American radio host, author, and political commentator Thom Hartmann has asserted that, during the colonization of the Americas, the r**e of native women was not held to be a crime under Spanish Law as the persons in question were pagan and not Christian. In 1814, Swiss explorer Johann Burckhardt wrote of his travels in Egypt and Nubia, where he saw the practice of slave trading: "I frequently witnessed scenes of the most shameless indecency, which the traders, who were the principal actors, only laughed at. I may venture to state, that very few female slaves who have passed their tenth year, reach Egypt or Arabia in a state of virginity."
R**e historically was understood as a very violent attack, the victim had to offer the utmost resistance; threats of violence, if accepted, had to be of a very severe nature. Other forms of non consensual in*******se, such as s*x with a victim who cannot defend herself, various forms of threats other than the most extreme threats of violence (even these were often not accepted by themselves in absence of physical resistance of the victim), or other forms of coercion or exploitation were not considered r**e, and most often were not covered by other laws either (although the traditional crime of seduction could be applied in some circumstances, provided the victim was of "good morals").
In the United States, the 1962 Model Penal Code defined r**e as follows: "A male who has s*xual in*******se with a female not his wife is guilty of r**e if:(a) he compels her to submit by force or by threat of imminent death, serious bodily injury, extreme pain or kidnapping, to be inflicted on anyone; or (b) he has substantially impaired her power to appraise or control her conduct by administering or employing without her knowledge drugs, intoxicants or other means for the purpose of preventing resistance; or (c) the female is unconscious; or (d) the female is less than 10 years old." R**e was classified as a felony in the second degree. If aggravated circumstances existed, which were defined as either inflicting serious bodily injury upon anyone, or when the victim was not a voluntary social companion of the actor upon the occasion of the crime and had not previously permitted him s*xual liberties, then r**e was a felony in the first degree.
Social views and constructs
In ancient history, r**e was viewed less as a type of assault on the female, than a serious property crime against the man to whom she belonged, typically the father or husband. The loss of virginity was an especially serious matter. The damage due to loss of virginity was reflected in her reduced prospects in finding a husband and in her bride price. This was especially true in the case of betrothed virgins, as the loss of chastity was perceived as severely depreciating her value to a prospective husband. In such cases, the law would void the betrothal and demand financial compensation from the ra**st, payable to the woman's household, whose "goods" were "damaged". Under biblical law, the ra**st might be compelled to marry the unmarried woman instead of receiving the civil penalty if her father agreed. This was especially prevalent in laws where the crime of r**e did not include, as a necessary element, the violation of the woman's body, thus dividing the crime in the current meaning of r**e and a means for a man and woman to force their families to permit marriage. (See Deuteronomy 22:28–29.)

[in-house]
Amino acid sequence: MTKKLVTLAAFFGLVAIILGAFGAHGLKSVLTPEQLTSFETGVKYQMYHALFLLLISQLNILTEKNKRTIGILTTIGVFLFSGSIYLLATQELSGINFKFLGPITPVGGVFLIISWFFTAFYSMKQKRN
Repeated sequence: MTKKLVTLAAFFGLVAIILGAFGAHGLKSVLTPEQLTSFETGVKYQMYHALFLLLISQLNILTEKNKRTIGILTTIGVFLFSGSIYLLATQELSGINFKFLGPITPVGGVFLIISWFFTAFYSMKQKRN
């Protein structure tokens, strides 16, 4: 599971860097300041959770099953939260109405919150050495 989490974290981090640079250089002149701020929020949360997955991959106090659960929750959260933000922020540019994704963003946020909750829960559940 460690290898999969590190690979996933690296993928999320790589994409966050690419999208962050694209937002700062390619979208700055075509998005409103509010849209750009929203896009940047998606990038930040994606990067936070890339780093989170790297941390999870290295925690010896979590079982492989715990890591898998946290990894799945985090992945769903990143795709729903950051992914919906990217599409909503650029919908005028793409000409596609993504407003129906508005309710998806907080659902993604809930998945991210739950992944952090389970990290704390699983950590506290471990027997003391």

From the classical antiquity of Greece and Rome into the Colonial period, r**e along with arson, treason and murder was a capital offense. "Those committing r**e were subject to a wide range of capital punishments that were seemingly brutal, frequently bloody, and at times spectacular." In the 12th century, kinsmen of the victim were given the option of executing the punishment themselves. "In England in the early fourteenth century, a victim of r**e might be expected to gouge out the eyes and/or sever the offender's testicles herself." Despite the harshness of these laws, actual punishments were usually far less severe: in late Medieval Europe, cases concerning r**es of marriageable women, wives, widows, or members of the lower class were rarely brought forward, and usually ended with only a small monetary fine or a marriage between the victim and the ra**st. In the 15 and 16th centuries, r**e in the Basque charters (Enkarterri, Durangaldea) was punished with death for the offender and the person who was helping him.
Adult women were often extremely reluctant to bring up charges of r**e: public admission of having been r**ed was severely damaging to one's social standing, courts tended to be skeptical of the charges, conviction rates were low, and, in the event that the accusation could not be proved, the victim could then be accused of committing adultery with the ra**st (traditionally a serious offense that could have been punished by mutilation or even death). Certain classes of women, such as pr******tes, were banned from raising accusations of r**e altogether.
The ius primae noctis ("law of the first night") is a term now popularly used to describe an alleged legal right allowing the lord of an estate to take the virginity of his serfs' maiden daughters. Little or no historical evidence has been unearthed from the Middle Ages to support the idea that such a right ever actually existed.
The medieval theologian Thomas Aquinas argued that r**e, though sinful, was much less sinful than ma********on or coitus interruptus, because it fulfilled the procreative function of s*x, while the other acts violated the purpose of s*x.